Publish once and proliferate: Make your channels work better together
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You rush out a story and video package on your CEO’s honorary doctorate in clown science. But when you rope in IT, you hear they can’t get it up until next Thursday.
It’s no fun to be dependent on others. So Geoff Ivey, Intel Corp.’s employee communications channels and operations manager, offers tips for extending your content’s reach without having to beg for help from the tech staff.
The tips are just a small part of a must-see session from Ivey’s talk, “Publish once and proliferate: Make your channels work better together.”
As an internal communicator, you’ll learn:
- How to integrate your channels in order to share content that gets read
- Ways to create your content for effective multi-channel distribution
- How to exploit each of your social platforms as a great publishing tool for the masses
- Techniques to reach employee audiences through different digital channels
Gain tips such as “simplify your e-newsletter.” Be honest, Ivey says: How many internal email newsletters look like a public transportation bus in India, where people are clinging to the sides and luggage is piled on top?
That’s what happens when everybody at an organization tries “to wedge and squeeze their link and their article and their spotlight on people into the newsletter,” Ivey says.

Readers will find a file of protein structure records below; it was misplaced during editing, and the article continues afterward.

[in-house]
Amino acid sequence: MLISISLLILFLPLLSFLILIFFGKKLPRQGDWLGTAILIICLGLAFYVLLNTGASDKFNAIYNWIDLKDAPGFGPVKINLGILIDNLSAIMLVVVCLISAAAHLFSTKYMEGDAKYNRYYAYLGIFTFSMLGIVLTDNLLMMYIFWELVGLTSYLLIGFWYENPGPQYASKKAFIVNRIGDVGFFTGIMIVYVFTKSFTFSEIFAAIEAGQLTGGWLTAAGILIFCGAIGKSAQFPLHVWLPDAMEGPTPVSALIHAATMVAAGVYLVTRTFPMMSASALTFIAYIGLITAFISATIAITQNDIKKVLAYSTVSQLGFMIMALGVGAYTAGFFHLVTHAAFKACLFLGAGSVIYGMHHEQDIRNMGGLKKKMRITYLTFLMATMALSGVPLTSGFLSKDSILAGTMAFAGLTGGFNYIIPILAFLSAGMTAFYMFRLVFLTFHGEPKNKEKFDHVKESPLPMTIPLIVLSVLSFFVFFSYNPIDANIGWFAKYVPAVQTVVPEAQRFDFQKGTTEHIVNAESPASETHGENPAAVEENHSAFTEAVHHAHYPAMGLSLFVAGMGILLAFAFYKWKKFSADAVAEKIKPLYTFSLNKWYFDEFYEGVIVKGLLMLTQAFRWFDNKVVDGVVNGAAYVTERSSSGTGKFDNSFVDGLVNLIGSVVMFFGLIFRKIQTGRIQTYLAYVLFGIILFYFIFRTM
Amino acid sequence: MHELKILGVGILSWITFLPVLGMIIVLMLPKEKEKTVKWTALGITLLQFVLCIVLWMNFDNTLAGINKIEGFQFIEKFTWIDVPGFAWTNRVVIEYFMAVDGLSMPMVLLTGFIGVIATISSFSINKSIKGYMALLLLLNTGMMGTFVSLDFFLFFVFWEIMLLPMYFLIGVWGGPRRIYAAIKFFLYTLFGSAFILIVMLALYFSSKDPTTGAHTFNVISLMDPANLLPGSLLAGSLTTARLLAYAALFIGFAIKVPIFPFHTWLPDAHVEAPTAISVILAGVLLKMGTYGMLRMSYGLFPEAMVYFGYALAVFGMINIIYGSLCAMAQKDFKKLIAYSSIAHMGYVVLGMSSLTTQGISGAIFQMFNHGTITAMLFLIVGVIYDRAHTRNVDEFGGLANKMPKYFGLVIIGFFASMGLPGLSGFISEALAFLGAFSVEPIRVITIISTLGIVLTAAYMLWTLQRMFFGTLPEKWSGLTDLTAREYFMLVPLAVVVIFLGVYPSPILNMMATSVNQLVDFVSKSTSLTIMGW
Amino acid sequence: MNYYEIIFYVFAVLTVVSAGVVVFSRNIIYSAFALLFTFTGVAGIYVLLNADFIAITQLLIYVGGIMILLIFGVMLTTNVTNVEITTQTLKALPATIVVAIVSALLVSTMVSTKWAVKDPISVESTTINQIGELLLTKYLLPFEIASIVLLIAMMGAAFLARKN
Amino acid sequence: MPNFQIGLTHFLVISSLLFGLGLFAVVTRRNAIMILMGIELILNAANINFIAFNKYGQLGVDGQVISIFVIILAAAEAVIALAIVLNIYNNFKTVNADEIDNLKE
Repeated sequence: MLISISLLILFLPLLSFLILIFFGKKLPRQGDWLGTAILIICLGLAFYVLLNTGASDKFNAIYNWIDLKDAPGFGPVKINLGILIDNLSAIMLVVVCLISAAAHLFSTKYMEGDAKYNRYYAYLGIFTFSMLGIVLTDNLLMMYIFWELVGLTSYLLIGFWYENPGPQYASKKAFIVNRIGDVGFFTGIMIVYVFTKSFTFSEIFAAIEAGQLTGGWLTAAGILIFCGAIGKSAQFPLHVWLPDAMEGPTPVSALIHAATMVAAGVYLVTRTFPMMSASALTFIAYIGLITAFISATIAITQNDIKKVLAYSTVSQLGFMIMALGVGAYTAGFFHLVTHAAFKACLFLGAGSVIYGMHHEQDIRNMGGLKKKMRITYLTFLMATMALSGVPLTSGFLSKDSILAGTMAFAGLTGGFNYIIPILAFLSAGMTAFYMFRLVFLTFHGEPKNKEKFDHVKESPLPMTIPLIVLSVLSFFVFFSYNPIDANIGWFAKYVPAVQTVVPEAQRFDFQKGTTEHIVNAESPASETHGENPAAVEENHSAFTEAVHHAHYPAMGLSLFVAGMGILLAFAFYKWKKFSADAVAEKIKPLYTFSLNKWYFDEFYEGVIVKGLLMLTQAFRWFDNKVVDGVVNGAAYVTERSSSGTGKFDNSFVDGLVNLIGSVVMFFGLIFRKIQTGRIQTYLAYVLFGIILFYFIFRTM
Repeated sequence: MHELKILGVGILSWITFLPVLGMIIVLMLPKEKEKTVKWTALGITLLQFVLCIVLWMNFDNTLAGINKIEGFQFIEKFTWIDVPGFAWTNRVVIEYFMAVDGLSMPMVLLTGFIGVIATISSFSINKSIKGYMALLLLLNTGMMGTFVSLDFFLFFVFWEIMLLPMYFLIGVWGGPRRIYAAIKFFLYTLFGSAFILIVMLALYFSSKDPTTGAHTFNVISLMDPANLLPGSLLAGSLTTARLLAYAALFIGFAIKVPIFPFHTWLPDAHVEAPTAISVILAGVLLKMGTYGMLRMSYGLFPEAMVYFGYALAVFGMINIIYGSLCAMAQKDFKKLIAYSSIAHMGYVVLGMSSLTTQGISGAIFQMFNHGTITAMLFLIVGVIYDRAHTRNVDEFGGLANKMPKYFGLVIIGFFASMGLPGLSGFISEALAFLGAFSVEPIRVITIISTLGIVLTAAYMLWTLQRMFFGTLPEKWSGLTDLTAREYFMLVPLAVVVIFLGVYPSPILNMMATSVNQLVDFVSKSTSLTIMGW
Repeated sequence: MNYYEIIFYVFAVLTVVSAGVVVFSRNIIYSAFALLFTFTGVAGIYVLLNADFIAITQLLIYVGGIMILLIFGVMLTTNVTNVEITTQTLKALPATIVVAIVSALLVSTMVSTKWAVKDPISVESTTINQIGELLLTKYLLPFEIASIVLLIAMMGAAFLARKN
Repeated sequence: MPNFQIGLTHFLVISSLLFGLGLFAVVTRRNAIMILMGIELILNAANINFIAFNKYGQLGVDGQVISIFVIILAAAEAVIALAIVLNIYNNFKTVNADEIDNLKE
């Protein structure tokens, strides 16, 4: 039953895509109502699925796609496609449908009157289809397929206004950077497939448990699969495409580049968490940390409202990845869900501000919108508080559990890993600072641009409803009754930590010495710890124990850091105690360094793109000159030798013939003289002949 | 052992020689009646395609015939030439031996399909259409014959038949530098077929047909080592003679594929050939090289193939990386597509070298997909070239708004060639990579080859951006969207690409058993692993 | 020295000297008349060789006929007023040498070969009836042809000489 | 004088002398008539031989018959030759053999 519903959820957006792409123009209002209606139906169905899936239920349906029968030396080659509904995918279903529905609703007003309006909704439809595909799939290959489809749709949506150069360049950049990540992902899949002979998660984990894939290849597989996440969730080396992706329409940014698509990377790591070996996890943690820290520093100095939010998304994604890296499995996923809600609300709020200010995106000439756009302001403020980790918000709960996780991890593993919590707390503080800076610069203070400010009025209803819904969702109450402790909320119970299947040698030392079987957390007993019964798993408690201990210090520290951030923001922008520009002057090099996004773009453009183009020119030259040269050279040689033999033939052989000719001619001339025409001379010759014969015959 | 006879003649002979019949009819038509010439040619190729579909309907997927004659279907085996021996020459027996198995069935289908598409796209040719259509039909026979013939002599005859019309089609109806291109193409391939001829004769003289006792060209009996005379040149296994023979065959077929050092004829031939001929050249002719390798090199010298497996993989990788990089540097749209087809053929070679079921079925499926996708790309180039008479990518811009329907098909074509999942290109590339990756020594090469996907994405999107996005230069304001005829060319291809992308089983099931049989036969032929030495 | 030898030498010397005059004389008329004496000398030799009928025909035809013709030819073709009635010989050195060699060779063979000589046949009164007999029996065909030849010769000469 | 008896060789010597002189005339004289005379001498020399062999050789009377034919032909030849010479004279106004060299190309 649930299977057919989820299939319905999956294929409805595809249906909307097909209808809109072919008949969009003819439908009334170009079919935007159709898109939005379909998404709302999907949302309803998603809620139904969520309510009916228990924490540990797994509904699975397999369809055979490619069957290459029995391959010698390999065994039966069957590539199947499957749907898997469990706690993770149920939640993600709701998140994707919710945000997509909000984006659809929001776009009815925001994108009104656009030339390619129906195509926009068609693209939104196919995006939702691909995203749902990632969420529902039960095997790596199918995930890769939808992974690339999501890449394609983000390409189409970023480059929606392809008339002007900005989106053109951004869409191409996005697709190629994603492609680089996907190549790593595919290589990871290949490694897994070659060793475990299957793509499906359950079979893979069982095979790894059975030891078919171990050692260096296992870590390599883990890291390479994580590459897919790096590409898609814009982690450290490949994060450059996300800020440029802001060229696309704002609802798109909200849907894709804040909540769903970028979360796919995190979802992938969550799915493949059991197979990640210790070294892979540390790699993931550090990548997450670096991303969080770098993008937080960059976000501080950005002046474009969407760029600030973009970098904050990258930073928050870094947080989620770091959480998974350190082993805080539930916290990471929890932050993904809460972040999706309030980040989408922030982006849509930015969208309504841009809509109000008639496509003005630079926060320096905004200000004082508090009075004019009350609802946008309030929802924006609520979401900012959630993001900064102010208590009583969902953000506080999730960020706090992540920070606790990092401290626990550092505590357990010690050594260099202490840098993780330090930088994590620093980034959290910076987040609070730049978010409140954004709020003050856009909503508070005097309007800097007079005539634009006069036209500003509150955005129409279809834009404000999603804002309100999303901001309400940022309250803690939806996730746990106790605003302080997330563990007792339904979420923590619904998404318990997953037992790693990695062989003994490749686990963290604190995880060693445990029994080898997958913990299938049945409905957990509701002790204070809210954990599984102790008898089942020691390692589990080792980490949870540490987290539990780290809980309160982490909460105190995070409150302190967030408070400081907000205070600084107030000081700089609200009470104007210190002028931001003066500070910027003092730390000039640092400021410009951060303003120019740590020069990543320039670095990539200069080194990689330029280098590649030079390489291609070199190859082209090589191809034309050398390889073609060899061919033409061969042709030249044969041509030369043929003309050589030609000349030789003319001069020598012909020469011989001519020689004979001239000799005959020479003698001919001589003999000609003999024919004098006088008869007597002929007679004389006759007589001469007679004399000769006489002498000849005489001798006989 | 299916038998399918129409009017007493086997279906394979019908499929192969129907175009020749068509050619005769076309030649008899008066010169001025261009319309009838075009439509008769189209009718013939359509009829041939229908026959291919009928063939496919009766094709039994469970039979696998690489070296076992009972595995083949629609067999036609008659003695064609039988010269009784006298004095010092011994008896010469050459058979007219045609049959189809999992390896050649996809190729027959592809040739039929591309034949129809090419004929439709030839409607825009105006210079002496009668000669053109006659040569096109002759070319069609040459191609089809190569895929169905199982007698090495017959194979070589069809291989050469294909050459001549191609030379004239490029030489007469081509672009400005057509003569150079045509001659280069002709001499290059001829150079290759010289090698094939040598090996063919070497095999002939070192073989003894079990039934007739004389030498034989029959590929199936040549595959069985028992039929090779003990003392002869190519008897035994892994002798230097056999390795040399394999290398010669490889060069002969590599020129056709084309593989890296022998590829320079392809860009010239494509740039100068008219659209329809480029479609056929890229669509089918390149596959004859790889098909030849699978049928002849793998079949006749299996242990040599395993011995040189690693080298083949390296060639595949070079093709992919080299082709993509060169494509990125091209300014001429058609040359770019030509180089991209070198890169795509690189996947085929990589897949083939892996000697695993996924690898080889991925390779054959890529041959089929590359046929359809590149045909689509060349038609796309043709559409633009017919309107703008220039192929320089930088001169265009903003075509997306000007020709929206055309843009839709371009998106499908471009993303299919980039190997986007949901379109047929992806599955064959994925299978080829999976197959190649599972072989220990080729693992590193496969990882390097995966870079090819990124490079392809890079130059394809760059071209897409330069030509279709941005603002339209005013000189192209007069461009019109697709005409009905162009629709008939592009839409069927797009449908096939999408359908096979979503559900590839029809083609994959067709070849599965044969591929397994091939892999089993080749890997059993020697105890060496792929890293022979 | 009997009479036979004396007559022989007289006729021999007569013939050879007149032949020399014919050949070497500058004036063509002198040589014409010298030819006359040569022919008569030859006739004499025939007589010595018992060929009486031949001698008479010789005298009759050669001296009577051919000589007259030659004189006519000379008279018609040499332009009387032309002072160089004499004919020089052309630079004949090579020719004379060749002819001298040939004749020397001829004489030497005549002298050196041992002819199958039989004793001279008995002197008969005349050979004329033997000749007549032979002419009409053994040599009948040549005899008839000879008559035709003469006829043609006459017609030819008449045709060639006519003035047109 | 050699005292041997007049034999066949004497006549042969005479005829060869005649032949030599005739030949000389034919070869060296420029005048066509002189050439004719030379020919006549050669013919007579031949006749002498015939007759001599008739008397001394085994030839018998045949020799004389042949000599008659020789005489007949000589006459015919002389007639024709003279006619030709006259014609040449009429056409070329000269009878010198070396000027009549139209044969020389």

Intel limits links in its email newsletter to a maximum of five—and as few as three.
Intel’s social intranet shoulders much of the work once done by newsletters and acts as a publishing platform.
Find out how to break content apart and share it across devices. At Intel, the full intranet version of the stories includes pictures, sidebars and other “rich experience,” Ivey says. Intel presents a stripped-down version for smartphones, a version that displays story highlights in bullet points. Those who want more are directed to Circuit, the internal platform.
Find out why you must borrow from Facebook’s playbook. You don’t use “likes” and comments because everybody loves photos of cute sleeping babies. You do it for business purposes.
Learn to give “communicators” publishing freedom. And no, Ivey’s not talking about “communicators” as in you and your colleague in the UGG boots and plaid miniskirt. He means “everybody out there who has a keyboard and a mouse, who wants to communicate around the company,” Ivey says.
Intel pays special attention to taxonomy (or principles of classification) in its social sites. Every Intel office worldwide has an employee group. There are forums for news, work activities, even a marketplace so you can unload that old lawnmower on the guy in accounting.
Anybody running a club can mention the next meeting. Anybody can spotlight another employee, recognizing others in a way that doesn’t require any of your time.
“The nice stuff bubbles to the top, and the stuff people don’t care about kind of disappears,” Ivey says.
Geoff Ivey, Intel’s employee communications channels and operations manager, heads the team that administers corporate communication channels for employee engagement. He is the strategic architect of Intel's employee-centered vision: "Deliver an intuitive, integrated and employee-driven experience through our channels and communications."